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Lit Only by Your Light

July 2, 2014

by Stephen Damon

Like many Zen Buddhists whom I know, I grew up as a Jew. While many of my friends have completely left their “home” religion, I have tried to use my Zen experience to find new expressions of the ancient truths of Judaism. So, this morning while reading a small collection of prayers attributed to the Hassidic master, Rabbi Nachman of Breslove, I remembered a couple of Zen chants that seemed to elucidate similar issues of the spiritual life. Rabbi Nachman said: we should not be “swayed by the approval or disapproval of others,” and Dongshan told us “Just don’t seek from others, or you’ll be far estranged from self….” Rabbi Nachman said, “To look nowhere but within to come to know my true self,” and Sekito Kisen in The Song of the Grass Hut says “Turn around the light to shine within, then just return.”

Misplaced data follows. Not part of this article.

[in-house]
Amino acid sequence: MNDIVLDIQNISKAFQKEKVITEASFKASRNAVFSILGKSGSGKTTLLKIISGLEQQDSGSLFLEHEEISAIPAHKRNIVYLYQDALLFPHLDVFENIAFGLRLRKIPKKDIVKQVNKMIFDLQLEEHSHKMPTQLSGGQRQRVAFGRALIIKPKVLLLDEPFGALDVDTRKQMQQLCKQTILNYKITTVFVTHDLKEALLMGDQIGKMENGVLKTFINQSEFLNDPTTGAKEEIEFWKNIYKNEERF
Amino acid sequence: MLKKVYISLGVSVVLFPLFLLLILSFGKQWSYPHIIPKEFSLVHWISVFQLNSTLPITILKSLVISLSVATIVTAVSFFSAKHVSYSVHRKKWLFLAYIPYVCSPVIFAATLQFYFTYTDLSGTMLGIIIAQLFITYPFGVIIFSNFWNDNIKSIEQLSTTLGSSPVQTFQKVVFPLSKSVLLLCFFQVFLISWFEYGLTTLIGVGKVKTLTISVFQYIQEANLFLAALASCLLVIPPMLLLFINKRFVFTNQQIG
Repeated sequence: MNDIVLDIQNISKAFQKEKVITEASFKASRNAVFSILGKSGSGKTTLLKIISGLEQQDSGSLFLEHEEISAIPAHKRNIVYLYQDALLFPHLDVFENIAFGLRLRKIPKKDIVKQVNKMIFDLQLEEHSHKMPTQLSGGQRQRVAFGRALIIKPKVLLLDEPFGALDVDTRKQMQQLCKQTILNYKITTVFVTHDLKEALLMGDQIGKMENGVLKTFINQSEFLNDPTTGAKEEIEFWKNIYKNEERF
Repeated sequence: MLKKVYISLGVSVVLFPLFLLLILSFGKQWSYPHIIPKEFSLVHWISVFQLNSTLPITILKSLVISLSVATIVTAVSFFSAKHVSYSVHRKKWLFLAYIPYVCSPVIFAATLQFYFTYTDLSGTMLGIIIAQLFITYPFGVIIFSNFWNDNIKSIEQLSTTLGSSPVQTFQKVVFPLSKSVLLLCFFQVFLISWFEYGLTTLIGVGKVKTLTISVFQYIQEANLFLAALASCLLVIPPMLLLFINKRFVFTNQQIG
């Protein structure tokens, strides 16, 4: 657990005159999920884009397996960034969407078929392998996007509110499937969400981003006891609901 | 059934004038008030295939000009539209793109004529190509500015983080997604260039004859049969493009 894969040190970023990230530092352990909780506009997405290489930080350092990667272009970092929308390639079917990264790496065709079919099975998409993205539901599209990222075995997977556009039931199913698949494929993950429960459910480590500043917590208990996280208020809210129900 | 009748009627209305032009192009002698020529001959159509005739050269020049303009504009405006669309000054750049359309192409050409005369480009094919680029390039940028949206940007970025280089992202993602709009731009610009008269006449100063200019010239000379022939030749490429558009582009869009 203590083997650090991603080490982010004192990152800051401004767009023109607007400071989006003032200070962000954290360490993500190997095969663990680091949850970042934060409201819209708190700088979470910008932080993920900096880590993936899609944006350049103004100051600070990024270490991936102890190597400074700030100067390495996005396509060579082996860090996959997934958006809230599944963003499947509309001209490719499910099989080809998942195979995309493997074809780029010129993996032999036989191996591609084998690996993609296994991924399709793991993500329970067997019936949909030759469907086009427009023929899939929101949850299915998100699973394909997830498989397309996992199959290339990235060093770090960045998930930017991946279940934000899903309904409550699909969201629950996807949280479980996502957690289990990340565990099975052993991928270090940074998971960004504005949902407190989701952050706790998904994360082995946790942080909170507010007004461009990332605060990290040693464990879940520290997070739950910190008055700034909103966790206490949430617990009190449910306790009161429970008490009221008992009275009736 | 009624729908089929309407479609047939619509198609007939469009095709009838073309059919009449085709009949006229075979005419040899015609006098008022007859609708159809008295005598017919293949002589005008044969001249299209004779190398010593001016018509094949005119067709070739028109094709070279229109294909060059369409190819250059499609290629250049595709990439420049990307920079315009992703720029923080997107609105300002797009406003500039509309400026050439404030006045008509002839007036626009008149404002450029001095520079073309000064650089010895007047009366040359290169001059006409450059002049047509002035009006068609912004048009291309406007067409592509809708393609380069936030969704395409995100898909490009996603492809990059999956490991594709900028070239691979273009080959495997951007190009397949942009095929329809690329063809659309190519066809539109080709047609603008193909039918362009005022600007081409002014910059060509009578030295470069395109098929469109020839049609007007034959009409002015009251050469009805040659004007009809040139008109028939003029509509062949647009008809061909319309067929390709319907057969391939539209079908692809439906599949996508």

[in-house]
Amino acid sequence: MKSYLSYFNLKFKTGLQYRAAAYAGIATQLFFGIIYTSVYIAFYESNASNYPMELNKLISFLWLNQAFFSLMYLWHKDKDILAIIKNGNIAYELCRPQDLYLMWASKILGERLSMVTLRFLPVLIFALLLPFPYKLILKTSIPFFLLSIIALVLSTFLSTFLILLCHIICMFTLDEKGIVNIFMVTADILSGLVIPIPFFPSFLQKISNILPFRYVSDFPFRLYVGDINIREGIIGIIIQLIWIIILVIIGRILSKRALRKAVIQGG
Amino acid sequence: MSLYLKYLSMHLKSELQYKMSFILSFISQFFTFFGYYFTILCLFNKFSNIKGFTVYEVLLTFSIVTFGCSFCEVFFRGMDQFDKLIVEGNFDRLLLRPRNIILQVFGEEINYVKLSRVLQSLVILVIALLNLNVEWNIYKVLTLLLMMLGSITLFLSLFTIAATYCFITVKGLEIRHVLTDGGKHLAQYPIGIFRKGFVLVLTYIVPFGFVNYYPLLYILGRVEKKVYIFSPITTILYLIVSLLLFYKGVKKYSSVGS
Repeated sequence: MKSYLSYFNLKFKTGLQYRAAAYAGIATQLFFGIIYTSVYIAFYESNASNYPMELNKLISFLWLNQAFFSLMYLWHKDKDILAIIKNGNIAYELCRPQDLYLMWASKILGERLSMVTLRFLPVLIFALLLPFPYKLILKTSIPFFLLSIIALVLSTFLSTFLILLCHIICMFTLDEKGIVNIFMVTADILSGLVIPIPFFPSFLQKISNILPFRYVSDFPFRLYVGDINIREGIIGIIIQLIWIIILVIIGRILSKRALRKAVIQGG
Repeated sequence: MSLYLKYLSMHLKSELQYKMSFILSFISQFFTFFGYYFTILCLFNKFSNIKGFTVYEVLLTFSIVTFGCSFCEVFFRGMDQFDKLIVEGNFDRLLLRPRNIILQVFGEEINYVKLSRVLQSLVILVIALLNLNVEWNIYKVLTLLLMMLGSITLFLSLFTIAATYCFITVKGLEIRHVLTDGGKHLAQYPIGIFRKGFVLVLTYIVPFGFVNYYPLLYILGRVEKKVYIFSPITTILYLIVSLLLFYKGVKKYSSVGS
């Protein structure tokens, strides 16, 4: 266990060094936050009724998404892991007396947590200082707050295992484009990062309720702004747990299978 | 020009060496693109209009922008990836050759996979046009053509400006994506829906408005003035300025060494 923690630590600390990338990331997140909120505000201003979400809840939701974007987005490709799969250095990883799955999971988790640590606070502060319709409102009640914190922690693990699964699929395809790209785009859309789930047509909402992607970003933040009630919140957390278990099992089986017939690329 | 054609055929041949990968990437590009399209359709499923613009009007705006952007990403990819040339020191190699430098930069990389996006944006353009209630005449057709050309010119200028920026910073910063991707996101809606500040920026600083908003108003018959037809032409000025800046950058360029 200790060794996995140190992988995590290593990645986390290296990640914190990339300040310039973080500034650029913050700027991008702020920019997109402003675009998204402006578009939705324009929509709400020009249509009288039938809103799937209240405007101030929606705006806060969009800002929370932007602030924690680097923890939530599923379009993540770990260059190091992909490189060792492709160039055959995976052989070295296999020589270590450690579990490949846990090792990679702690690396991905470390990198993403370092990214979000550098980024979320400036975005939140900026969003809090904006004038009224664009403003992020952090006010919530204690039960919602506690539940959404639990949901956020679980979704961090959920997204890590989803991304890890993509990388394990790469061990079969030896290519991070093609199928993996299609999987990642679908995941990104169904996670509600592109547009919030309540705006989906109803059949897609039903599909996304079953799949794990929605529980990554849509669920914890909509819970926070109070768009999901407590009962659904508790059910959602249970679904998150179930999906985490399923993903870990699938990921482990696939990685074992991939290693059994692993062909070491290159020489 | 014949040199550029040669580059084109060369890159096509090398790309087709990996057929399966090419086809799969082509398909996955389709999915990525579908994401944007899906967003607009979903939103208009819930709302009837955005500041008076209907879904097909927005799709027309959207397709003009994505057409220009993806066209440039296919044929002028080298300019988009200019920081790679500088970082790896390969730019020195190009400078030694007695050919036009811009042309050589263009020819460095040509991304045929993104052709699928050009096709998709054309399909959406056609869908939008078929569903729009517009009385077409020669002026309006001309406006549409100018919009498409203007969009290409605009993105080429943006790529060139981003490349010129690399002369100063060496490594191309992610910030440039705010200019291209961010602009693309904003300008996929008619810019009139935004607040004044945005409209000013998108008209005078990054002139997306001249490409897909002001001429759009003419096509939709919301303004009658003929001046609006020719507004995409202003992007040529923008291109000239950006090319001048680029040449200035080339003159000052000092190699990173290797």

While all of these words rang true, I needed to find my own words to make their truths mine, which is another way of saying I needed to find the truth that is not theirs or mine; a truth that is not bounded by the personal pronouns often needed to convey the immediacy of an experience.

When I lose my way
Amidst the songs and
Sorrows of the night

When the moon and stars
Are hidden by clouds
I must depend only

On the truth that resides
In the depths of myself
A darkness of being

Lit only by your light.


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